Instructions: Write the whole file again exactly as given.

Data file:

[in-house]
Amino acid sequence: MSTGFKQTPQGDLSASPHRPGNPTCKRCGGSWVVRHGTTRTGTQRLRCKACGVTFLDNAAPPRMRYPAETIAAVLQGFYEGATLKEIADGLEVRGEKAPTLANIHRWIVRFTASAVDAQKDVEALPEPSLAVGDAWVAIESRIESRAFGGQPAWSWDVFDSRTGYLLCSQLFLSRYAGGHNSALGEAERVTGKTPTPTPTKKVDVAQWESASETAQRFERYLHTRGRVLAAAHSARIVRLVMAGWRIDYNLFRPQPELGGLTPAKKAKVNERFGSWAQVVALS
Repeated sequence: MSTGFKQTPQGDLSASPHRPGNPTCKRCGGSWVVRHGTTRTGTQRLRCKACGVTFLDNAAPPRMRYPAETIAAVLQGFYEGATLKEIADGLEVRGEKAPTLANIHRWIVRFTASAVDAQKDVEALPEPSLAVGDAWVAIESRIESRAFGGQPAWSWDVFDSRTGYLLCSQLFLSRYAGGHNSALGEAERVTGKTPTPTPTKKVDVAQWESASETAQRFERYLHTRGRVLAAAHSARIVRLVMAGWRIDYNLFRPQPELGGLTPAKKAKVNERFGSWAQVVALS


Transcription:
[in-house]
Amino acid sequence: MSTGFKQTPQGDLSASPHRPGNPTCKRCGGSWVVRHGTTRTGTQRLRCKACGVTFLDNAAPPRMRYPAETIAAVLQGFYEGATLKEIADGLEVRGEKAPTLANIHRWIVRFTASAVDAQKDVEALPEPSLAVGDAWVAIESRIESRAFGGQPAWSWDVFDSRTGYLLCSQLFLSRYAGGHNSALGEAERVTGKTPTPTPTKKVDVAQWESASETAQRFERYLHTRGRVLAAAHSARIVRLVMAGWRIDYNLFRPQPELGGLTPAKKAKVNERFGSWAQVVALS
Repeated sequence: MSTGFKQTPQGDLSASPHRPGNPTCKRCGGSWVVRHGTTRTGTQRLRCKACGVTFLDNAAPPRMRYPAETIAAVLQGFYEGATLKEIADGLEVRGEKAPTLANIHRWIVRFTASAVDAQKDVEALPEPSLAVGDAWVAIESRIESRAFGGQPAWSWDVFDSRTGYLLCSQLFLSRYAGGHNSALGEAERVTGKTPTPTPTKKVDVAQWESASETAQRFERYLHTRGRVLAAAHSARIVRLVMAGWRIDYNLFRPQPELGGLTPAKKAKVNERFGSWAQVVALS